This is my deck. There aren’t any like it, and this one is mine.
I have spoken a few times about my relationship with Android: Netrunner. Asymmetrical two-player card games are something I enjoy playing, but there is almost always two major obstacles.
The first is buying boosters looking for ‘the card’. This is something that the LCG or Living Card Game format largely fixed though. Knowing that every few weeks you would be spending $X on a new expansion made budgeting simple. There was also no frustration in buying 100 boosters and not finding one card you need to make a combo happen.
The second is almost contradictory – deckbuilding. Most people play trading card games as deck builders – literally, putting your own unique deck into play and seeing how it holds up against others. This takes a lot of time, and that is not something all players have at their disposal.
There are two key aspects that take time with deckbuilding (three depending on how you look at it).
The first is the study of the cards and rules to learn the interactions. This learning curve is similar to all gaming, but in a trading card game with literally hundreds if not thousands of cards this can become a full-time job.
The second is the playtesting of said decks. Building the deck and understanding interactions is fine, but the playing of the deck to fully understand your creation is a labour of love. And it is here that a culture of gamers emerges – the ‘MinMaxers’.
Now MinMaxers get a pretty unfair go reputation wise. I don’t mean the term to be derogatory in the least. Really good MinMaxers are borderline mathematical geniuses that work out statistics on card efficiency and draw-chance for fun. These players are in search of the ‘best’ deck – the one that is guaranteed to win every time.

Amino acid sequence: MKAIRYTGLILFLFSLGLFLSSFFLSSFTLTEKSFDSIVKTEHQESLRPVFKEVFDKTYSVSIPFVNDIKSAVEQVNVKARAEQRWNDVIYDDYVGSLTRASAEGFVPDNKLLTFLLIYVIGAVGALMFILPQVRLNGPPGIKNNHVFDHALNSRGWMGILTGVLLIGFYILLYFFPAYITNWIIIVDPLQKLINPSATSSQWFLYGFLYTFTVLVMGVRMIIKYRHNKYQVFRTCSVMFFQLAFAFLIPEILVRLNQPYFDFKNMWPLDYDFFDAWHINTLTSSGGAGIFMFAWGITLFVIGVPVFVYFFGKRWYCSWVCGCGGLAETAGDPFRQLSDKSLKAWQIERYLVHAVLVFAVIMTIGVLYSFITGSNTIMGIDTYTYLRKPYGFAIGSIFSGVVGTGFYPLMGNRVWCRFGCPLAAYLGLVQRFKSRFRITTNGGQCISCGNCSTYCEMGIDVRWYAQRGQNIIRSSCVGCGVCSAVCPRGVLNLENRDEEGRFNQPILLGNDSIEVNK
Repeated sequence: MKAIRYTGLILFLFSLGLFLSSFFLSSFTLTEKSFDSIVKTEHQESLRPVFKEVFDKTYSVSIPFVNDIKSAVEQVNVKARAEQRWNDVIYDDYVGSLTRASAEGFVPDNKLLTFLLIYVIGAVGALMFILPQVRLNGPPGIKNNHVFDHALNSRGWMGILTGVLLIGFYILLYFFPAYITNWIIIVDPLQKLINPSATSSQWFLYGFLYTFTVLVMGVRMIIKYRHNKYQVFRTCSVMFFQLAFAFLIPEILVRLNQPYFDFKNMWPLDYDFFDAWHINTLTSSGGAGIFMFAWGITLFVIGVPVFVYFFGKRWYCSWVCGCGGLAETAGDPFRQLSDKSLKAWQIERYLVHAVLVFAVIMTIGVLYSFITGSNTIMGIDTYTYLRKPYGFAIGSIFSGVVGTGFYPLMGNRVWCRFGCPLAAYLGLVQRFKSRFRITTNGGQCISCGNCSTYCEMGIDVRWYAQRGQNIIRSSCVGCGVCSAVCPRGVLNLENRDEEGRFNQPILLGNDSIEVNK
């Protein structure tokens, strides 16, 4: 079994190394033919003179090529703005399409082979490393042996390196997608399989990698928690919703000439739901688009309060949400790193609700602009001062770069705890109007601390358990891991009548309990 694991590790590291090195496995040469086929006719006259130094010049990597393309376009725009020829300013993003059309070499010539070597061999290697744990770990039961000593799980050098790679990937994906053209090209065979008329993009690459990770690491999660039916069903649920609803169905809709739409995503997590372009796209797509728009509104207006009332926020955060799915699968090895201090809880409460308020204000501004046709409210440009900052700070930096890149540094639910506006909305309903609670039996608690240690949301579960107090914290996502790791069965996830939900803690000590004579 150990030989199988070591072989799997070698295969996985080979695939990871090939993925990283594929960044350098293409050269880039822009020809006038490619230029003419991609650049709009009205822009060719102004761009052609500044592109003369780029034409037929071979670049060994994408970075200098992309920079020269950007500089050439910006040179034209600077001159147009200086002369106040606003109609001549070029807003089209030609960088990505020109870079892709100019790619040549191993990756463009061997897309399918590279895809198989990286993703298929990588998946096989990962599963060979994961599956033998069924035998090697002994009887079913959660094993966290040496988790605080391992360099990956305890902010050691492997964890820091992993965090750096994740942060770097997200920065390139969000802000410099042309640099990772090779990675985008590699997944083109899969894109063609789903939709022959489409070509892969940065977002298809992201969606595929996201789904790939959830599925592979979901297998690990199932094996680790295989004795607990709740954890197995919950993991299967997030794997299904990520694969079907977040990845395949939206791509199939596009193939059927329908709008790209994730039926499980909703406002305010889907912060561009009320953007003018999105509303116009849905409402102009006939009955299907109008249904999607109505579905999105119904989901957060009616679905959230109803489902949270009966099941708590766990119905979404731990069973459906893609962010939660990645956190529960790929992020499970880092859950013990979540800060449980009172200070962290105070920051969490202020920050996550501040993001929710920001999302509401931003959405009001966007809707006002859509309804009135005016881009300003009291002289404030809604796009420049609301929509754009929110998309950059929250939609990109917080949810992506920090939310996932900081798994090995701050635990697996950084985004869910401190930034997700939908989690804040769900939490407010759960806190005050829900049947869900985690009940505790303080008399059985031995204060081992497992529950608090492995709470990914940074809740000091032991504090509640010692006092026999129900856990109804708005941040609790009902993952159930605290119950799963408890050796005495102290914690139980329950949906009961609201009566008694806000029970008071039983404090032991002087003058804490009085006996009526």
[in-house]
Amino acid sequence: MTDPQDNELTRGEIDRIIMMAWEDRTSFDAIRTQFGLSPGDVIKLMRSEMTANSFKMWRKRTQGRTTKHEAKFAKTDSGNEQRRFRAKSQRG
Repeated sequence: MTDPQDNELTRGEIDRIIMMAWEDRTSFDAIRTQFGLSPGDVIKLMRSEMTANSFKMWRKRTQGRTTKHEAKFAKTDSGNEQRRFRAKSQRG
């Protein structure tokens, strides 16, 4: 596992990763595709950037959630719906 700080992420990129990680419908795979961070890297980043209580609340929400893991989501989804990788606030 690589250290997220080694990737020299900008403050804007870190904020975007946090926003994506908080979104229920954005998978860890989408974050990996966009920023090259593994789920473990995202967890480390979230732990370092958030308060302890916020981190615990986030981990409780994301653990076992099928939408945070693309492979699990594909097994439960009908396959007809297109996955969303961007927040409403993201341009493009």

There is nothing wrong with this – wanting to win with your deck is the point of playing after all. I honestly respect these players and their abilities as they are well deserved.
There is a subset of these players though that give them a bad name. These are the kinds of players that look at a beginner or casual player and don’t deem them ‘worthy’ to play because they don’t have deck X or card Y. These types of people you just want to avoid in general and are a separate reason people don’t want to play socially altogether.
Now in trading card games, MinMaxers are where the money is. These are the players that will buy every booster pack they can get their hands on to get that ultra rare card that will give them the edge.
Even if they don’t have that magical card, they are able to use the cards they do have with terrible effectiveness. This is daunting to newer players yes, but learning a game and playing against a veteran player always feels like this.
Once you get to know a game, you start learning archetypes in games. In Magic: The Gathering, you learn what a red aggro player means. In Android: Netrunner, you know Jinteki means you have to protect yourself on a successful run. The exact cards and effects may vary, but you learn a general theme and feel pretty quickly.
Now in some ways, Richard Garfield is responsible for this type of play in Trading Card games. One of the most successful TCG to date is Magic: The Gathering, and it became a template for many games that followed such as Pokemon and Yu-Gi-Oh!. Even Netrunner, the original design Android: Netrunner was based on, shared a lot of common themes that promote this kind of play.